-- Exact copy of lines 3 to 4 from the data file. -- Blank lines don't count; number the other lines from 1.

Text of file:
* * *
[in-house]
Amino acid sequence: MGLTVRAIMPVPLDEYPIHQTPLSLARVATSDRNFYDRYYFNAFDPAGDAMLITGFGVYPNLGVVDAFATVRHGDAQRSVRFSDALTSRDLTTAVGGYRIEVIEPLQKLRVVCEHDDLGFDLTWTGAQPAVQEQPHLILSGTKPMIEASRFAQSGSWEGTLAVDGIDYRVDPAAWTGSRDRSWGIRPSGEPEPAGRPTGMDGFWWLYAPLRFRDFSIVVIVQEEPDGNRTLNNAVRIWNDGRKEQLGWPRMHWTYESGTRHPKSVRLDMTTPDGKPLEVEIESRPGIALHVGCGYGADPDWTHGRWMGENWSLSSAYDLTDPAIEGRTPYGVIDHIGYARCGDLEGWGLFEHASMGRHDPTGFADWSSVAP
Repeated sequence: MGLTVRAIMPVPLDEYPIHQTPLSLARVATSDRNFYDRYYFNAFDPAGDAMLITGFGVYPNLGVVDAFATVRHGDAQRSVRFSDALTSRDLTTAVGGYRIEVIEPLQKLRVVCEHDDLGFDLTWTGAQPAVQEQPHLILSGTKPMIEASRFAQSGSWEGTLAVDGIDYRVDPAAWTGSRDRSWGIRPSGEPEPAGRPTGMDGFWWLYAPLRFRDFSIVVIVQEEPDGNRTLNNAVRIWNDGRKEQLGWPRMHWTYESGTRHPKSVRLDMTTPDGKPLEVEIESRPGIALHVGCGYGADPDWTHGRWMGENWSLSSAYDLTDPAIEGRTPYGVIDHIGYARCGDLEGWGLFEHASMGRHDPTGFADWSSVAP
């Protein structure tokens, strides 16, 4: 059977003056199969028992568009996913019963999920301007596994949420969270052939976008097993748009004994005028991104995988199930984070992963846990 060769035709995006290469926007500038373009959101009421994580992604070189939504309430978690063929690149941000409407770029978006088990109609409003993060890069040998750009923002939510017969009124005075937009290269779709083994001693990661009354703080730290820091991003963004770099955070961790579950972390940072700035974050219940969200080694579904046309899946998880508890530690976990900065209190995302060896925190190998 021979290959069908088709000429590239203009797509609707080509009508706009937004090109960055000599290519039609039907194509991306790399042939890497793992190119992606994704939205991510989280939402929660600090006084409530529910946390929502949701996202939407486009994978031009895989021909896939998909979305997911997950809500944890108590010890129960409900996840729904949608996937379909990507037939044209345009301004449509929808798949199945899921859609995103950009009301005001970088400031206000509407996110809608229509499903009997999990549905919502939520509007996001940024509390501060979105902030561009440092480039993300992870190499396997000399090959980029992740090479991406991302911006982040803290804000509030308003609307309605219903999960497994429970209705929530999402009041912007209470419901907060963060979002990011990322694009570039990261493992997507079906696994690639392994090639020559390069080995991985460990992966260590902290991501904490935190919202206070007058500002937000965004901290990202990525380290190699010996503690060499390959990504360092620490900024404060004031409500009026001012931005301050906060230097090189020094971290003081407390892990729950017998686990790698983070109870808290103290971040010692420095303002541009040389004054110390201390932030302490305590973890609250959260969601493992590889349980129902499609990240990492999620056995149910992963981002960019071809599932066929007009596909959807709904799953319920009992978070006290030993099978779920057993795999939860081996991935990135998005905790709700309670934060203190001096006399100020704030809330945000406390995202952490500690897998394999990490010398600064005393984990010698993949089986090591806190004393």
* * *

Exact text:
Repeated sequence: MGLTVRAIMPVPLDEYPIHQTPLSLARVATSDRNFYDRYYFNAFDPAGDAMLITGFGVYPNLGVVDAFATVRHGDAQRSVRFSDALTSRDLTTAVGGYRIEVIEPLQKLRVVCEHDDLGFDLTWTGAQPAVQEQPHLILSGTKPMIEASRFAQSGSWEGTLAVDGIDYRVDPAAWTGSRDRSWGIRPSGEPEPAGRPTGMDGFWWLYAPLRFRDFSIVVIVQEEPDGNRTLNNAVRIWNDGRKEQLGWPRMHWTYESGTRHPKSVRLDMTTPDGKPLEVEIESRPGIALHVGCGYGADPDWTHGRWMGENWSLSSAYDLTDPAIEGRTPYGVIDHIGYARCGDLEGWGLFEHASMGRHDPTGFADWSSVAP
């Protein structure tokens, strides 16, 4: 059977003056199969028992568009996913019963999920301007596994949420969270052939976008097993748009004994005028991104995988199930984070992963846990 060769035709995006290469926007500038373009959101009421994580992604070189939504309430978690063929690149941000409407770029978006088990109609409003993060890069040998750009923002939510017969009124005075937009290269779709083994001693990661009354703080730290820091991003963004770099955070961790579950972390940072700035974050219940969200080694579904046309899946998880508890530690976990900065209190995302060896925190190998 021979290959069908088709000429590239203009797509609707080509009508706009937004090109960055000599290519039609039907194509991306790399042939890497793992190119992606994704939205991510989280939402929660600090006084409530529910946390929502949701996202939407486009994978031009895989021909896939998909979305997911997950809500944890108590010890129960409900996840729904949608996937379909990507037939044209345009301004449509929808798949199945899921859609995103950009009301005001970088400031206000509407996110809608229509499903009997999990549905919502939520509007996001940024509390501060979105902030561009440092480039993300992870190499396997000399090959980029992740090479991406991302911006982040803290804000509030308003609307309605219903999960497994429970209705929530999402009041912007209470419901907060963060979002990011990322694009570039990261493992997507079906696994690639392994090639020559390069080995991985460990992966260590902290991501904490935190919202206070007058500002937000965004901290990202990525380290190699010996503690060499390959990504360092620490900024404060004031409500009026001012931005301050906060230097090189020094971290003081407390892990729950017998686990790698983070109870808290103290971040010692420095303002541009040389004054110390201390932030302490305590973890609250959260969601493992590889349980129902499609990240990492999620056995149910992963981002960019071809599932066929007009596909959807709904799953319920009992978070006290030993099978779920057993795999939860081996991935990135998005905790709700309670934060203190001096006399100020704030809330945000406390995202952490500690897998394999990490010398600064005393984990010698993949089986090591806190004393």